I pass back the group tests so my students can see how they performed and so they can continue to deepen their understanding of properties of triangles, triangle congruence, and proof writing. While students review their work and my feedback, I encourage them to make sense of their errors and ask questions to clarify their confusion—this includes wondering about other possible proof paths they might have considered before, as well as seeking feedback from other groups and myself.
My goal in this whole-class discussion is to make sure every student has a clear understanding of my expectations so they can be successful, which is why I ground this discussion in the “features of high-quality proofs,” a list of criteria which have been posted on the whiteboard throughout the unit. I use some of the whole-class discussion time to highlight the most commonly missed problems on the assessment. I focus the discussion on identifying faulty assumptions and gaps in reasoning, as these are the main problems that persist when students have difficulty determining whether pairs of triangles are congruent or writing proofs.
I wanted to push my students to make sense of the feedback I had given them on their group tests so they could improve their understanding of triangle properties and proof. The group test was, after all, fairly challenging and seemed like a promising site for some rich learning. After giving groups time to review their work and my written feedback, I addressed any remaining questions students still had about their work. Afterward this discussion, I asked students to share round-robin style in their groups about something they thought they could take away from my feedback so they could improve their work moving forward.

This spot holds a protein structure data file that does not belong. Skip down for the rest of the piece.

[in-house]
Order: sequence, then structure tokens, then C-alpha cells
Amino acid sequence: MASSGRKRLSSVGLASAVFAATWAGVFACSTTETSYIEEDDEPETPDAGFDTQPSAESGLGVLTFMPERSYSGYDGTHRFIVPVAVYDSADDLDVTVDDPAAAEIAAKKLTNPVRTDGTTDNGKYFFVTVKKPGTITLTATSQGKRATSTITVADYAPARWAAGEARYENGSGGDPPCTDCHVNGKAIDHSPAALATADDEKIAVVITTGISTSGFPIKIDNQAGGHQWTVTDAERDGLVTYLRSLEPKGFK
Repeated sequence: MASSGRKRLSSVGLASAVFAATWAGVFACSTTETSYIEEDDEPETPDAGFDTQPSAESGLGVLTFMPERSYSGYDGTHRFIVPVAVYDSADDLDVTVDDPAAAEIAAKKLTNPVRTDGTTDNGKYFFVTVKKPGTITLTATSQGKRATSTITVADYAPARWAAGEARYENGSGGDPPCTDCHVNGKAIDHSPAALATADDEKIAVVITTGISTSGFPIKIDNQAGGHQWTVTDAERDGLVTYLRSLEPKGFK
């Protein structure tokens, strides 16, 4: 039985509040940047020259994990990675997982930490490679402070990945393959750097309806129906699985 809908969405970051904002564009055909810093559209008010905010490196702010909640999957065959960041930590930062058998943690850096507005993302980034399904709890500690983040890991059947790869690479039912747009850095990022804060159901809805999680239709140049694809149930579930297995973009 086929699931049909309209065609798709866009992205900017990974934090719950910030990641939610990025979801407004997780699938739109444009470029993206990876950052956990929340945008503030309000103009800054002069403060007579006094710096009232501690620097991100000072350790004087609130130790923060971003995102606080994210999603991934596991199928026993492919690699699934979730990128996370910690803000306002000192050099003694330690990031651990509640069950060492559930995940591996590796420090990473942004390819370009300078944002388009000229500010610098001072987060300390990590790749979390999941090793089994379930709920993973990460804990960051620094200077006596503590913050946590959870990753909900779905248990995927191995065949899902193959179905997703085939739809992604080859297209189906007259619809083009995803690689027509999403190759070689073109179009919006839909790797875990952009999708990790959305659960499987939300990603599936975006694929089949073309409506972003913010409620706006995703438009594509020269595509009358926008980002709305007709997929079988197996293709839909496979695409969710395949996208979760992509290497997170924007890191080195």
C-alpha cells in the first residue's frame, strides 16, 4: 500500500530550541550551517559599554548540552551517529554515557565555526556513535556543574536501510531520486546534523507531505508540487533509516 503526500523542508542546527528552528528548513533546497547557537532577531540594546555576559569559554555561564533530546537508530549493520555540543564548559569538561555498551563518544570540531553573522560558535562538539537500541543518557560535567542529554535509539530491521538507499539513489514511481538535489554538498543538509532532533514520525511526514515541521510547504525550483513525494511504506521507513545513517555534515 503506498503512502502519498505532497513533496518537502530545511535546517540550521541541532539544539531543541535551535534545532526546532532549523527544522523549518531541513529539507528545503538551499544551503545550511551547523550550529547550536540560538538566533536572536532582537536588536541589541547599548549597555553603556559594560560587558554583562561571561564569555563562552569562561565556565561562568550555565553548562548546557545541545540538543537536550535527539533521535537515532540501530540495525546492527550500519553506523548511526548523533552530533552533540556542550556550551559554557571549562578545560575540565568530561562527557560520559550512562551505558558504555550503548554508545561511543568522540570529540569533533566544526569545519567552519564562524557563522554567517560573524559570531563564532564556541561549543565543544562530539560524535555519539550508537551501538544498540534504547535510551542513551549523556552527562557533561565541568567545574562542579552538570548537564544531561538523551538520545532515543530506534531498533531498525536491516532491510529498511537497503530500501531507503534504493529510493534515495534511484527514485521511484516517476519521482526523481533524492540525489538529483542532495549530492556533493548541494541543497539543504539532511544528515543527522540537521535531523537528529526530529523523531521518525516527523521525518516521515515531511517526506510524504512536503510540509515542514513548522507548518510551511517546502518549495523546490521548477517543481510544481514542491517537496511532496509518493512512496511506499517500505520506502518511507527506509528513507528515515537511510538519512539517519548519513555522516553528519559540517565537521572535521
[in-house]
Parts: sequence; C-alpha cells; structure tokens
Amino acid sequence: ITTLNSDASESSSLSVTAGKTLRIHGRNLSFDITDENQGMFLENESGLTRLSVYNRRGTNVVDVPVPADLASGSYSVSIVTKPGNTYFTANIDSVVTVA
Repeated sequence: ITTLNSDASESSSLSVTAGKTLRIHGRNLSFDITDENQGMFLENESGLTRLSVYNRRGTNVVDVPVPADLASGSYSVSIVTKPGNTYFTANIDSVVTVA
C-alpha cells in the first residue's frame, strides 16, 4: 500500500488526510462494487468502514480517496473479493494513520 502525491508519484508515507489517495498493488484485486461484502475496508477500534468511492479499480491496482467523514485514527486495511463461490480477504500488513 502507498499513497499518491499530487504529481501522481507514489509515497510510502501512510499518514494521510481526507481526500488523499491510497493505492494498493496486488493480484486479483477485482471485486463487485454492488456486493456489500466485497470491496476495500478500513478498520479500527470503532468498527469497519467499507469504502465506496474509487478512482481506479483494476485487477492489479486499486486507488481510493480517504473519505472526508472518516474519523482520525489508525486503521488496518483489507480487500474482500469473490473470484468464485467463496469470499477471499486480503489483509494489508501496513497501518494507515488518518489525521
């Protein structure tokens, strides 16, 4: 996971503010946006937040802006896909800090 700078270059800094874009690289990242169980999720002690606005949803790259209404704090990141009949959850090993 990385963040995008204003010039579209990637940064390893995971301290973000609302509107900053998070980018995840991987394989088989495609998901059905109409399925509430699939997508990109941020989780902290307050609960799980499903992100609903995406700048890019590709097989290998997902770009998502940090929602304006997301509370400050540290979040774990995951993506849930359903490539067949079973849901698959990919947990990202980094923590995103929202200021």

I selected one student from each group to share out either something he/she individually wanted to work on or something else that had emerged in the group. Here are some examples that students shared out loud with the whole class:
-“We really need to check that the CORRESPONDING sides and angles are congruent. There was a problem where we saw ASA in one triangle and AAS in another, but that’s not enough information to show BOTH triangles are congruent to each other because it’s not like we really knew if all the corresponding parts were congruent.”
-“We need to explain ideas more specifically, like not just say ‘alternate interior angles’ but ‘alternate interior angles are congruent because they were on parallel lines.”
-“Just because we are given two sides are congruent doesn’t mean we can say that the two sides are parallel.”
Having students share out about their own big take-aways was far more powerful than me summarizing the patterns I had noticed in my students’ work. My students’ insights also showed me that they were able to take ownership of their understanding in a way that was authentic and relevant for them.
This activity features two levels of proof—foundation and application/extension—and will require students to take risks by exchanging their proofs with a “critical friend” with whom they will exchange feedback (more on this in the next section of the lesson). I explicitly tell students that the individual assessment will feature proofs from both levels, which is why they are getting “leveled” practice during this lesson.
For this activity, students choose the proofs they would like to work on, knowing it is in their best interest to choose proofs that offer an appropriate level of challenge to them since the best kind of feedback is the kind that pushes them further. I find that this type of choice works well in this context.
There are three rounds to the Critical Friends Protocol (CFP). The CFP gives students the opportunity to engage in peer assessment and to revise their own work. I pair students up so they are working with an appropriate friend. The job of a Critical Friend is to give honest and critical feedback that will help their friend grow in their understanding and proof writing abilities.
Once the students are in pairs, they each select 1-2 proofs to exchange, then critical friends complete the protocol:
I use this protocol because it requires students to carefully construct their arguments and to critique the reasoning of others in a structured way (MP3). I find that the formal structure enables trust and promotes respectful interaction.
For tonight's homework, students will write A+ proofs for the leveled proof practice activity in today's classwork in addition to completing Proof Challenge 2.